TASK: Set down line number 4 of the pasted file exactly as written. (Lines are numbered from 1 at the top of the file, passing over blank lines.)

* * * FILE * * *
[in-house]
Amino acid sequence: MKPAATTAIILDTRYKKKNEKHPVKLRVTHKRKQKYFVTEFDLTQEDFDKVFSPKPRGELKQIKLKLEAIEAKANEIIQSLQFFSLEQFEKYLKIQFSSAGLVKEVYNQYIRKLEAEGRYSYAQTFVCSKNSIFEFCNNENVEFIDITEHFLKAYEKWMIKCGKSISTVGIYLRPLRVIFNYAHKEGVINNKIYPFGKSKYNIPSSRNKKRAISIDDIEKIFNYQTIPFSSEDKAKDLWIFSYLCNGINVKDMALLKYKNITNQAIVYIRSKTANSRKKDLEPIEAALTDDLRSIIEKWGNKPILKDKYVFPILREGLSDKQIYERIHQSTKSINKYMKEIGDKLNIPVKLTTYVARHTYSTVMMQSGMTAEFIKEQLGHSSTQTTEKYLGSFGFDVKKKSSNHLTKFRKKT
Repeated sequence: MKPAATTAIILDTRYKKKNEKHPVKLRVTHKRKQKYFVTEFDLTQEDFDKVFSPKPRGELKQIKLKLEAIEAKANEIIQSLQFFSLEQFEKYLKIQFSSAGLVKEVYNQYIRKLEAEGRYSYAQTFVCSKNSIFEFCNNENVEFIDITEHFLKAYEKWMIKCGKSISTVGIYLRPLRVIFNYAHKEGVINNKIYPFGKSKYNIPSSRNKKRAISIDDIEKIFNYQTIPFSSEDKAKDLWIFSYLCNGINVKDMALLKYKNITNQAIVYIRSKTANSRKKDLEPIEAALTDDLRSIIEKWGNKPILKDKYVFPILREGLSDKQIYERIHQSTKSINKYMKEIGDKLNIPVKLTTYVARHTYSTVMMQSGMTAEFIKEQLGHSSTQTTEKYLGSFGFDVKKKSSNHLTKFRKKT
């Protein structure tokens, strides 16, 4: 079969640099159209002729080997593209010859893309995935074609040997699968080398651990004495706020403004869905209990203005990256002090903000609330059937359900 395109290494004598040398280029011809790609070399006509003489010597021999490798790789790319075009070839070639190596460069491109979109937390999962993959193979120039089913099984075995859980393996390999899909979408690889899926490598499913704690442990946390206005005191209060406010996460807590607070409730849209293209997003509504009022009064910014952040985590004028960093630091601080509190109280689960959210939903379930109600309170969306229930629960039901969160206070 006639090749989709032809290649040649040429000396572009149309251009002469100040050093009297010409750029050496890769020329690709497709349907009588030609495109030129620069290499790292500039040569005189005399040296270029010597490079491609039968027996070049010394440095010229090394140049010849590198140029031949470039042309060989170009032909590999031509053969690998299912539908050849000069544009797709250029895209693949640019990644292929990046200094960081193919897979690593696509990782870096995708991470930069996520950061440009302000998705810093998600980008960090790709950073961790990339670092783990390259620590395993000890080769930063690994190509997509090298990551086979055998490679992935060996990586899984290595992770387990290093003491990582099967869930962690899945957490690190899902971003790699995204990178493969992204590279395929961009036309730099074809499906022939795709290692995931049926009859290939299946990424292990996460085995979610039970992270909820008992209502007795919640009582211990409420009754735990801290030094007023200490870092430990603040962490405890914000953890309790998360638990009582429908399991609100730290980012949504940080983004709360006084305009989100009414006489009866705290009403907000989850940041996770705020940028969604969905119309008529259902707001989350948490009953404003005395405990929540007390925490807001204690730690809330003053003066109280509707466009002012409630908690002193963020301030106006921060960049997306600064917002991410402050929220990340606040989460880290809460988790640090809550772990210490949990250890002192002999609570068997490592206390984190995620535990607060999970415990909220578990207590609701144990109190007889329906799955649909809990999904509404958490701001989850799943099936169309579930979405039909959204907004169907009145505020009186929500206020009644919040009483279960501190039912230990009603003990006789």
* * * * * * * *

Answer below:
């Protein structure tokens, strides 16, 4: 079969640099159209002729080997593209010859893309995935074609040997699968080398651990004495706020403004869905209990203005990256002090903000609330059937359900 395109290494004598040398280029011809790609070399006509003489010597021999490798790789790319075009070839070639190596460069491109979109937390999962993959193979120039089913099984075995859980393996390999899909979408690889899926490598499913704690442990946390206005005191209060406010996460807590607070409730849209293209997003509504009022009064910014952040985590004028960093630091601080509190109280689960959210939903379930109600309170969306229930629960039901969160206070 006639090749989709032809290649040649040429000396572009149309251009002469100040050093009297010409750029050496890769020329690709497709349907009588030609495109030129620069290499790292500039040569005189005399040296270029010597490079491609039968027996070049010394440095010229090394140049010849590198140029031949470039042309060989170009032909590999031509053969690998299912539908050849000069544009797709250029895209693949640019990644292929990046200094960081193919897979690593696509990782870096995708991470930069996520950061440009302000998705810093998600980008960090790709950073961790990339670092783990390259620590395993000890080769930063690994190509997509090298990551086979055998490679992935060996990586899984290595992770387990290093003491990582099967869930962690899945957490690190899902971003790699995204990178493969992204590279395929961009036309730099074809499906022939795709290692995931049926009859290939299946990424292990996460085995979610039970992270909820008992209502007795919640009582211990409420009754735990801290030094007023200490870092430990603040962490405890914000953890309790998360638990009582429908399991609100730290980012949504940080983004709360006084305009989100009414006489009866705290009403907000989850940041996770705020940028969604969905119309008529259902707001989350948490009953404003005395405990929540007390925490807001204690730690809330003053003066109280509707466009002012409630908690002193963020301030106006921060960049997306600064917002991410402050929220990340606040989460880290809460988790640090809550772990210490949990250890002192002999609570068997490592206390984190995620535990607060999970415990909220578990207590609701144990109190007889329906799955649909809990999904509404958490701001989850799943099936169309579930979405039909959204907004169907009145505020009186929500206020009644919040009483279960501190039912230990009603003990006789």